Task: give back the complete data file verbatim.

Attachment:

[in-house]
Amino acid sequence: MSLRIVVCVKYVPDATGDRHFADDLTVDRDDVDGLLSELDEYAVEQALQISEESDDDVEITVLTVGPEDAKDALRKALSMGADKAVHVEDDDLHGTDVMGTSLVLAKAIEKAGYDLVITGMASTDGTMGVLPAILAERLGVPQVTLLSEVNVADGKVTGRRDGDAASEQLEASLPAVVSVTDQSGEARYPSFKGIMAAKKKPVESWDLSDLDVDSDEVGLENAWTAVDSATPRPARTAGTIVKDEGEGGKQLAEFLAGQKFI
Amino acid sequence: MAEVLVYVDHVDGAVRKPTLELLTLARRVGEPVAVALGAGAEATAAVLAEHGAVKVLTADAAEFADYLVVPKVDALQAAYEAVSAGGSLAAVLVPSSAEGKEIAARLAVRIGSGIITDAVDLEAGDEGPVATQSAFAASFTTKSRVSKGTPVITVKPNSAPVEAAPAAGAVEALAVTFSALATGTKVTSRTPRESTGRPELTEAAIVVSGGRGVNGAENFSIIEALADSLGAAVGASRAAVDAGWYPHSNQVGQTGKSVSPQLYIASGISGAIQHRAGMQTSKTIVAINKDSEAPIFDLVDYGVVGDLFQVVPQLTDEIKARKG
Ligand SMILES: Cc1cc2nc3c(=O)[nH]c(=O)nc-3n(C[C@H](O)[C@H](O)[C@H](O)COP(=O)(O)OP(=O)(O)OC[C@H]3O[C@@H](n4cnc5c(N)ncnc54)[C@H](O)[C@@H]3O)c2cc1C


[in-house]
Amino acid sequence: MSLRIVVCVKYVPDATGDRHFADDLTVDRDDVDGLLSELDEYAVEQALQISEESDDDVEITVLTVGPEDAKDALRKALSMGADKAVHVEDDDLHGTDVMGTSLVLAKAIEKAGYDLVITGMASTDGTMGVLPAILAERLGVPQVTLLSEVNVADGKVTGRRDGDAASEQLEASLPAVVSVTDQSGEARYPSFKGIMAAKKKPVESWDLSDLDVDSDEVGLENAWTAVDSATPRPARTAGTIVKDEGEGGKQLAEFLAGQKFI
Amino acid sequence: MAEVLVYVDHVDGAVRKPTLELLTLARRVGEPVAVALGAGAEATAAVLAEHGAVKVLTADAAEFADYLVVPKVDALQAAYEAVSAGGSLAAVLVPSSAEGKEIAARLAVRIGSGIITDAVDLEAGDEGPVATQSAFAASFTTKSRVSKGTPVITVKPNSAPVEAAPAAGAVEALAVTFSALATGTKVTSRTPRESTGRPELTEAAIVVSGGRGVNGAENFSIIEALADSLGAAVGASRAAVDAGWYPHSNQVGQTGKSVSPQLYIASGISGAIQHRAGMQTSKTIVAINKDSEAPIFDLVDYGVVGDLFQVVPQLTDEIKARKG
Ligand SMILES: Cc1cc2nc3c(=O)[nH]c(=O)nc-3n(C[C@H](O)[C@H](O)[C@H](O)COP(=O)(O)OP(=O)(O)OC[C@H]3O[C@@H](n4cnc5c(N)ncnc54)[C@H](O)[C@@H]3O)c2cc1C